About two-thirds of people with diabetes, the fifth-biggest cause of death, have failed to maintain good blood glucose control, the Health Promotion Administration (HPA) said yesterday.
Last year, 9,281 people died of diabetes, it said.
With a survey in 2007 showing that 8 percent of the population aged 20 or over had hyperglycemia, the administration said that implies there are now an estimated 1.5 million people aged 20 or above with high blood sugar levels.
The authority said that while a recent survey showed that there has been an improvement in diabetes control, as many as 65 percent of people fail to maintain healthy blood sugar levels.
It said research shows that one in four diabetics risk amputation due to foot ulcers.
A local study also showed that the prevalence rates of diabetic foot ulcers and of subsequent amputations with diabetes were 1.3 percent and 0.7 percent respectively, the agency said.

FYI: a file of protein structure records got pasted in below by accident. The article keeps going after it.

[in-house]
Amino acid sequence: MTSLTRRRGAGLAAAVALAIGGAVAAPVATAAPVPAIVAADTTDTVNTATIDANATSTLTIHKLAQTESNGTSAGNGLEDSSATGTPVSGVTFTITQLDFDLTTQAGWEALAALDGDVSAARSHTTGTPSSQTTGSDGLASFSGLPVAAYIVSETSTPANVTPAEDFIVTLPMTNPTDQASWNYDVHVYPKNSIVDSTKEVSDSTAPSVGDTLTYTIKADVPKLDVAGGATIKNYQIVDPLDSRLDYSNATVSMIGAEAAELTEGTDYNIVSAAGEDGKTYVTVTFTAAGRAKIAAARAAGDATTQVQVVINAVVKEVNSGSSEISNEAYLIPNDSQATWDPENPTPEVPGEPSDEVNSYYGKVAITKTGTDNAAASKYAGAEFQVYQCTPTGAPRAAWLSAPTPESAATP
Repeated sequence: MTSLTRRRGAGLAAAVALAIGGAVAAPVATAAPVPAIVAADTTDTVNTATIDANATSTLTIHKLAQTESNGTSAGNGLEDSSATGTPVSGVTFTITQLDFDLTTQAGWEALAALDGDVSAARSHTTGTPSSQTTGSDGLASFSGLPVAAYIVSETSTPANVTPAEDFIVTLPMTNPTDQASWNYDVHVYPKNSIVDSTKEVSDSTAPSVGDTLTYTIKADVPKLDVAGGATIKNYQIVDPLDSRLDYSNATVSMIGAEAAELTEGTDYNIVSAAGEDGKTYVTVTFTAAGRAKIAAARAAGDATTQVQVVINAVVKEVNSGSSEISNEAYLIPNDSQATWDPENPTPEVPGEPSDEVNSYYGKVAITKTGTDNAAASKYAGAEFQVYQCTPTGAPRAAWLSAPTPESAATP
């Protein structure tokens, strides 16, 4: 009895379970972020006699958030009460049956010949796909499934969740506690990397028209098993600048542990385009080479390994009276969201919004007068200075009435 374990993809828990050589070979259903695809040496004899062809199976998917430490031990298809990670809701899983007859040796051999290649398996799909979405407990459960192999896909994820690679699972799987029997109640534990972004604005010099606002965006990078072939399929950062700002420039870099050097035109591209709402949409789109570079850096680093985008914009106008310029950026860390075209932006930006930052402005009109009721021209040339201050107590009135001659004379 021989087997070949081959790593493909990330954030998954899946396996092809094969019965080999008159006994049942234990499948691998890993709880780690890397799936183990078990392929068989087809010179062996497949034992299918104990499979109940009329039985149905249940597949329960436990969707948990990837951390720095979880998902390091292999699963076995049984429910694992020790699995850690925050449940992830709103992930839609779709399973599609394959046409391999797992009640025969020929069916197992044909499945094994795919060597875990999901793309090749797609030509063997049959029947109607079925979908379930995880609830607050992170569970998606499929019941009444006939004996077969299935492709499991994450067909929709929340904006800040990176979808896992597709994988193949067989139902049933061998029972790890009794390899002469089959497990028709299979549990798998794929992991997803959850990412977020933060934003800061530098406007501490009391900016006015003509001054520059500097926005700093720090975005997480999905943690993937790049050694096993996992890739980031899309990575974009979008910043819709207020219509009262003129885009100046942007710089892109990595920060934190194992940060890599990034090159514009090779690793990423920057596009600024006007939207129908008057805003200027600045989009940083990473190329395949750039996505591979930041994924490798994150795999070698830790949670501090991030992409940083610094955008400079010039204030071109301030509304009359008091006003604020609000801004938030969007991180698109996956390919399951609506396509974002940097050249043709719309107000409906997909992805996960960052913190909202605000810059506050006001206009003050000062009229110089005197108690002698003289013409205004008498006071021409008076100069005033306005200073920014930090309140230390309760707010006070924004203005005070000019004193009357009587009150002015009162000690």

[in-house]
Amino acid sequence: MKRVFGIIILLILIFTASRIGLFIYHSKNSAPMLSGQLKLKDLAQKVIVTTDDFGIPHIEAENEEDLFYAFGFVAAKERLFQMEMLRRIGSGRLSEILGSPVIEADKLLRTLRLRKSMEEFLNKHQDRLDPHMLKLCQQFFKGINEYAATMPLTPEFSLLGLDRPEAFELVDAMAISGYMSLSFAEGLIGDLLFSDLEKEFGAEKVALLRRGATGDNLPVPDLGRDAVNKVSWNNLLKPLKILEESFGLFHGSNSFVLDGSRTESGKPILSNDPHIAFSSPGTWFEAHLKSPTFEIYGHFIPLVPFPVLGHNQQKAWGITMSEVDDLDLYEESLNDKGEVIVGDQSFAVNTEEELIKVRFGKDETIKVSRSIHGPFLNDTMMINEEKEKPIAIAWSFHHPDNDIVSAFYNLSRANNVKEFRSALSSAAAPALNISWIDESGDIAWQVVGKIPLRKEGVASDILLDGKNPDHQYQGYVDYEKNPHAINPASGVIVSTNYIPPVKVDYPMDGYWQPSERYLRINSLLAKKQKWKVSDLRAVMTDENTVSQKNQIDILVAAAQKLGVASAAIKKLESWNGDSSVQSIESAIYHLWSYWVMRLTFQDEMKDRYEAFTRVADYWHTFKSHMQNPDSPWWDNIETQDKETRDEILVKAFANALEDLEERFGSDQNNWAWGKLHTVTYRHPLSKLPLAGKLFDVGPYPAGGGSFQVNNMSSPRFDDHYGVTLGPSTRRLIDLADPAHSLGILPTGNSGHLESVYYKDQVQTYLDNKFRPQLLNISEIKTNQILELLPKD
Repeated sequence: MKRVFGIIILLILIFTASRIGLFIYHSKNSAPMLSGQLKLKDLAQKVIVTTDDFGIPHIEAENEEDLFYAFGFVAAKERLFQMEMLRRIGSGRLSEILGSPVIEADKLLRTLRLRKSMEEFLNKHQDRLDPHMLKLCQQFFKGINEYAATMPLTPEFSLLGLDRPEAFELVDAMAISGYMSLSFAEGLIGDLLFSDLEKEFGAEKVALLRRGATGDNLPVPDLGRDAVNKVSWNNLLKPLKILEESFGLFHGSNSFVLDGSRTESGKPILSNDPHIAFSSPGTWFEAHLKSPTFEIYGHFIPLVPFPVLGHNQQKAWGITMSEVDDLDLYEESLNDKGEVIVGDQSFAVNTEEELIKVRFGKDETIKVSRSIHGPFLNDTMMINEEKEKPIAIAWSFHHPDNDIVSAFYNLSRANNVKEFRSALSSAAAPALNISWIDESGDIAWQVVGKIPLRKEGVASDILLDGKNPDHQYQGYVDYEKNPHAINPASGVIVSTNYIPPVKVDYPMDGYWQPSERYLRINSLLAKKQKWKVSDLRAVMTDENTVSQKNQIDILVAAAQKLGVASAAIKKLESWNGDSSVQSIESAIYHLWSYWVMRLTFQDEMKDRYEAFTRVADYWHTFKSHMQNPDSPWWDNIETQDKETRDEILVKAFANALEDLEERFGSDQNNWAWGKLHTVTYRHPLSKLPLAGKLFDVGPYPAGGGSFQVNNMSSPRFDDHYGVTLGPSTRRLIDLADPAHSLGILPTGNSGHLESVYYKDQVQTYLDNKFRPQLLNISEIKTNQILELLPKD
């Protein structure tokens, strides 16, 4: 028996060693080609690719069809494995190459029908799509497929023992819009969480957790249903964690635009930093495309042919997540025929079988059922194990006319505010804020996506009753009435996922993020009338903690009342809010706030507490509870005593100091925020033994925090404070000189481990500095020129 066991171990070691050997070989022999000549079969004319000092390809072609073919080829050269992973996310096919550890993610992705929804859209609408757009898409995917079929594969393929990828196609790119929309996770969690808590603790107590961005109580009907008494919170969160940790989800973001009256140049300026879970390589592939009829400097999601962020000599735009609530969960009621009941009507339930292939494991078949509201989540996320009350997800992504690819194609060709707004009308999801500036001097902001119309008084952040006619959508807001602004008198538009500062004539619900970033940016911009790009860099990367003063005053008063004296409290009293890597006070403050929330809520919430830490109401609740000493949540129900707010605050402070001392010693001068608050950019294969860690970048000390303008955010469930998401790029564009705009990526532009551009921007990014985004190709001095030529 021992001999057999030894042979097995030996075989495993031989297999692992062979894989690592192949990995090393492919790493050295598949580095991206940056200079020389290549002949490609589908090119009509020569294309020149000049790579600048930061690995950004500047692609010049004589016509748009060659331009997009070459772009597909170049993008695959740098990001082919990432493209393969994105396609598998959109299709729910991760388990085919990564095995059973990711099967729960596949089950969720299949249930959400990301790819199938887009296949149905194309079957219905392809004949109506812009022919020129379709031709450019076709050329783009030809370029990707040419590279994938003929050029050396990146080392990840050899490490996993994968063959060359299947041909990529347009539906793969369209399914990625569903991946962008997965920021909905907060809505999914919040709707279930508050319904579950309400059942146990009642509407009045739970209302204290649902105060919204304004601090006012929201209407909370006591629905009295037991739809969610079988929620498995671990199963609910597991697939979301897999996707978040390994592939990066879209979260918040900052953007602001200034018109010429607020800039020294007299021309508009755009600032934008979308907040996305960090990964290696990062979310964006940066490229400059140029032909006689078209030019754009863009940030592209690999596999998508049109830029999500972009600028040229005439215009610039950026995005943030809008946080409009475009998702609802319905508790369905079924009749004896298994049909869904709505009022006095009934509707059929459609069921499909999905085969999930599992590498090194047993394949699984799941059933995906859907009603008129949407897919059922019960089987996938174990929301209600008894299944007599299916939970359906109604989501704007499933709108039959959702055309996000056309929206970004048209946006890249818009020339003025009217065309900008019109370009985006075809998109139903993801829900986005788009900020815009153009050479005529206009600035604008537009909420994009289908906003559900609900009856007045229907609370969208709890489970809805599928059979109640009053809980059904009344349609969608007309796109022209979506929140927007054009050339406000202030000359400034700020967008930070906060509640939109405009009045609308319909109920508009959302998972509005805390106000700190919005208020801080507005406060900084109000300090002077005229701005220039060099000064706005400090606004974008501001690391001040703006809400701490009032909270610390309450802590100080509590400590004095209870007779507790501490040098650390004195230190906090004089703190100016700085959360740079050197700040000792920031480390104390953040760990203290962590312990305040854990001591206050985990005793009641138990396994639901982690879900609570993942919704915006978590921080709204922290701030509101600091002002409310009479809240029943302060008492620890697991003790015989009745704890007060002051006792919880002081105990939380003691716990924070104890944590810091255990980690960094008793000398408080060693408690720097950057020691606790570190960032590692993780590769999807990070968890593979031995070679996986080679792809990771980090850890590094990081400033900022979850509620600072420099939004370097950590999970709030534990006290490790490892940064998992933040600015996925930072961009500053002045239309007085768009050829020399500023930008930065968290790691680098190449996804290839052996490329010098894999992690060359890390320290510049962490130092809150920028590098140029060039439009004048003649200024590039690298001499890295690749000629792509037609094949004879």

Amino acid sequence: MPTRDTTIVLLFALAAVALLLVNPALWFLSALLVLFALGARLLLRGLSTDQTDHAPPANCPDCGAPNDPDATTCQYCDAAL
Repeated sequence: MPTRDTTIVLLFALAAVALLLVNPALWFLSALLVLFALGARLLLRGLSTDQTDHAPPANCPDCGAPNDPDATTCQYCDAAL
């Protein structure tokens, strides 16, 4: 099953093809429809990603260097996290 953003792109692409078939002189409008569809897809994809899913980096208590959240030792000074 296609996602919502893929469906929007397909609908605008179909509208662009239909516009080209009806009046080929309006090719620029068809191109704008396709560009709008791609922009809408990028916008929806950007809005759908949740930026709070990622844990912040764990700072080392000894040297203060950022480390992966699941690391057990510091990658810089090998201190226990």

The amputation risk is 9.2 times higher in male diabetics and 11.6 times higher in female diabetics, compared with those without the disease, the survey showed.
HPA Director-General Chiou Shu-ti (邱淑媞) said that diabetes is a chronic metabolic disease that can, if not well controlled, damage blood vessels and nerves, leading to stroke, heart disease, kidney disease, retinal detachment, lower limb gangrene or amputation.
“Patients with nerve damage might initially feel unwell, and by the time they visit a hospital because of a foot injury, their condition may already be pretty serious,” Taichung Veterans General Hospital director of Endocrinology and Metabolism Lin Shih-yi (林時逸) said. “Sometimes [the affected part] turns black and has to be amputated.”
Chiou said that the best strategy to protect diabetics from amputation is “to have a foot examination once a year, take good care of their feet, quit smoking, and maintain good control of their blood sugar, blood pressure and blood lipids.”